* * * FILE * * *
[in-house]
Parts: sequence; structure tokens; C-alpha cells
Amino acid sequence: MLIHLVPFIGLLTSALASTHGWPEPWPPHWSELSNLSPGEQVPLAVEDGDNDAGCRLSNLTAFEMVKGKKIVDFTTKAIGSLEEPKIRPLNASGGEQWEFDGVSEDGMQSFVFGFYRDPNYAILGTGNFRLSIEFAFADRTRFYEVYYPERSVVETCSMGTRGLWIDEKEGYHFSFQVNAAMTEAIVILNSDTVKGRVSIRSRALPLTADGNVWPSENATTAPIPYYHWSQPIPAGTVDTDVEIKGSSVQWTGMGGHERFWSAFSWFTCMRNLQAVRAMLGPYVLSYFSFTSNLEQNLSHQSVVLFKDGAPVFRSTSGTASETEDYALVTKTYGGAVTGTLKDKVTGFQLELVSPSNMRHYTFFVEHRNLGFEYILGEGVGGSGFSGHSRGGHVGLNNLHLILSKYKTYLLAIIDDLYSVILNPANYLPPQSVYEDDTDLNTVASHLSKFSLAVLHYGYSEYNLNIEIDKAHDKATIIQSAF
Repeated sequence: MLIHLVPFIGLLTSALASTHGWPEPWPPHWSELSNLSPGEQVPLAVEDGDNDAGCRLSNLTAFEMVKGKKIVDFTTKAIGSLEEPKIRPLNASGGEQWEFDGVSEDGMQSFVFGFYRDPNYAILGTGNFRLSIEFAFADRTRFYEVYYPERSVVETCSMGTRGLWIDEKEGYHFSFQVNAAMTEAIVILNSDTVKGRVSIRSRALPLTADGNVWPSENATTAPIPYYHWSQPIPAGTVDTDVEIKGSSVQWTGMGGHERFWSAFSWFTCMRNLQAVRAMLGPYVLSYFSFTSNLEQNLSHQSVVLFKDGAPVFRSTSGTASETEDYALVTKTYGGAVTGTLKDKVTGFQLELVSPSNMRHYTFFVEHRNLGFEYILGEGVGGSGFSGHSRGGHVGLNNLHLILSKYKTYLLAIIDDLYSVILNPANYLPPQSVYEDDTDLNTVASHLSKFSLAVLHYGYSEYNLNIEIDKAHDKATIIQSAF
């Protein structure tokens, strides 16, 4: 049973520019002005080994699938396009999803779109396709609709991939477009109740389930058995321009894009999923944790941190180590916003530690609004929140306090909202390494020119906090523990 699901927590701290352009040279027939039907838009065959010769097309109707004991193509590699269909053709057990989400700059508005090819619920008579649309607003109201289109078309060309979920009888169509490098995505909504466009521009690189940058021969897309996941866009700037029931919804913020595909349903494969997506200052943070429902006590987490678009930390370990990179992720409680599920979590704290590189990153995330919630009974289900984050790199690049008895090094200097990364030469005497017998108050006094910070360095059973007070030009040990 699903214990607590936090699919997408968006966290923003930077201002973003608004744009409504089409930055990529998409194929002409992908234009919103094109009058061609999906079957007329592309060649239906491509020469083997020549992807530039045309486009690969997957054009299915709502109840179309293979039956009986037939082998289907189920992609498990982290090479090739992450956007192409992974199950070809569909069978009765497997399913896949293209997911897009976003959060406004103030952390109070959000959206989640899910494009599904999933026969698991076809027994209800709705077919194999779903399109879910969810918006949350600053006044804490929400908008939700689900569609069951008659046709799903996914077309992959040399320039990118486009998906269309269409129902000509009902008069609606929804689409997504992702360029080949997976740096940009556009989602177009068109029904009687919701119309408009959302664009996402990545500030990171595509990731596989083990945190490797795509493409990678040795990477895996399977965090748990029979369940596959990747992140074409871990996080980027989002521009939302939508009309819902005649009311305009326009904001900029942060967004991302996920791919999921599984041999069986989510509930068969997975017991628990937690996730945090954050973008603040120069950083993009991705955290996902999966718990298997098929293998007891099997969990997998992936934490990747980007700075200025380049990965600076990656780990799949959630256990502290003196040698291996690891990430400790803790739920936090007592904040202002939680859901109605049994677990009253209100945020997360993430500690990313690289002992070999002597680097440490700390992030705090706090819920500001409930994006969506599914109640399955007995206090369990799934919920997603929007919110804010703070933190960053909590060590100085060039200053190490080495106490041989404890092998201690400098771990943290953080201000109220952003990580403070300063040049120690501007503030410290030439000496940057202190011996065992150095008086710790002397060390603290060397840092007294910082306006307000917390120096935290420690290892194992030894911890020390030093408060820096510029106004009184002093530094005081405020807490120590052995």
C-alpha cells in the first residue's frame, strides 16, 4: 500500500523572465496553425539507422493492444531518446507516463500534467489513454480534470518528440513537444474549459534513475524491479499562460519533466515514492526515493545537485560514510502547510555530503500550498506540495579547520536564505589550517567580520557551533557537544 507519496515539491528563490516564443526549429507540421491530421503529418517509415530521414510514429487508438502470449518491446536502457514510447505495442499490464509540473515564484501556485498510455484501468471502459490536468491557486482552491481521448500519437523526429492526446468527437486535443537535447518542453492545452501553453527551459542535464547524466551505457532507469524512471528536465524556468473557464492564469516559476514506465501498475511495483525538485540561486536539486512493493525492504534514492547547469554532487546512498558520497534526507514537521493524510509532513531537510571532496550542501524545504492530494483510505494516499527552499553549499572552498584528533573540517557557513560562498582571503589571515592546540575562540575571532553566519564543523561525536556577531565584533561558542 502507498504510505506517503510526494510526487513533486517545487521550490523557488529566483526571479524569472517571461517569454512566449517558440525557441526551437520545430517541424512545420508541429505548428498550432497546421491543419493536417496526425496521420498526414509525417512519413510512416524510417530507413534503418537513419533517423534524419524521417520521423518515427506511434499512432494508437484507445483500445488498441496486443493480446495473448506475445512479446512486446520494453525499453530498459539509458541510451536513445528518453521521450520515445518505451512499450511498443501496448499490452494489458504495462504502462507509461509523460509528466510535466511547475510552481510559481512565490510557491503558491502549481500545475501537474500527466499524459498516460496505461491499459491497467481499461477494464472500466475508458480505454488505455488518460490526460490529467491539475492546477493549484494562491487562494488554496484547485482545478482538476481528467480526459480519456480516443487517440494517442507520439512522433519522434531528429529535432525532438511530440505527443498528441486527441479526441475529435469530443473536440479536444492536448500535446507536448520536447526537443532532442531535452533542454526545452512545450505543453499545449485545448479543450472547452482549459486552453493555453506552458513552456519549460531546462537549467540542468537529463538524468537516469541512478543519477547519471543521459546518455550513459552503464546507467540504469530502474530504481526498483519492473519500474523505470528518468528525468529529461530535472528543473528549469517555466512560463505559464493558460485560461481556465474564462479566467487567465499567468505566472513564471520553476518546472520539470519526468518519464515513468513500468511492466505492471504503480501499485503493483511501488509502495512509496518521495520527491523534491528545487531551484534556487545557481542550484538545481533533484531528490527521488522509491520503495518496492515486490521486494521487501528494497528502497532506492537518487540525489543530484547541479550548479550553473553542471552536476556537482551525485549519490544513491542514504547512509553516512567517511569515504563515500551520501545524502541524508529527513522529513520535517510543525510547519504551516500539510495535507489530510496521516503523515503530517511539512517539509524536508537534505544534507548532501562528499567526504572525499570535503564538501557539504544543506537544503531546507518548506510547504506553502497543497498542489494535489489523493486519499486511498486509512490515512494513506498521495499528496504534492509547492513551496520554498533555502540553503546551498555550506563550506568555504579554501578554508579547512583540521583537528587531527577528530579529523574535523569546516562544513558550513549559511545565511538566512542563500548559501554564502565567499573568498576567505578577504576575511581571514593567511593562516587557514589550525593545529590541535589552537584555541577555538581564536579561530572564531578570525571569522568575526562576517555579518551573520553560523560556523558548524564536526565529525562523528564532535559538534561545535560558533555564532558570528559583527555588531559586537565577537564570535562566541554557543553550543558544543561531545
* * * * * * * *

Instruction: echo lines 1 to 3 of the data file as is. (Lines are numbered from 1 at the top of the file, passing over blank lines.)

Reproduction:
[in-house]
Parts: sequence; structure tokens; C-alpha cells
Amino acid sequence: MLIHLVPFIGLLTSALASTHGWPEPWPPHWSELSNLSPGEQVPLAVEDGDNDAGCRLSNLTAFEMVKGKKIVDFTTKAIGSLEEPKIRPLNASGGEQWEFDGVSEDGMQSFVFGFYRDPNYAILGTGNFRLSIEFAFADRTRFYEVYYPERSVVETCSMGTRGLWIDEKEGYHFSFQVNAAMTEAIVILNSDTVKGRVSIRSRALPLTADGNVWPSENATTAPIPYYHWSQPIPAGTVDTDVEIKGSSVQWTGMGGHERFWSAFSWFTCMRNLQAVRAMLGPYVLSYFSFTSNLEQNLSHQSVVLFKDGAPVFRSTSGTASETEDYALVTKTYGGAVTGTLKDKVTGFQLELVSPSNMRHYTFFVEHRNLGFEYILGEGVGGSGFSGHSRGGHVGLNNLHLILSKYKTYLLAIIDDLYSVILNPANYLPPQSVYEDDTDLNTVASHLSKFSLAVLHYGYSEYNLNIEIDKAHDKATIIQSAF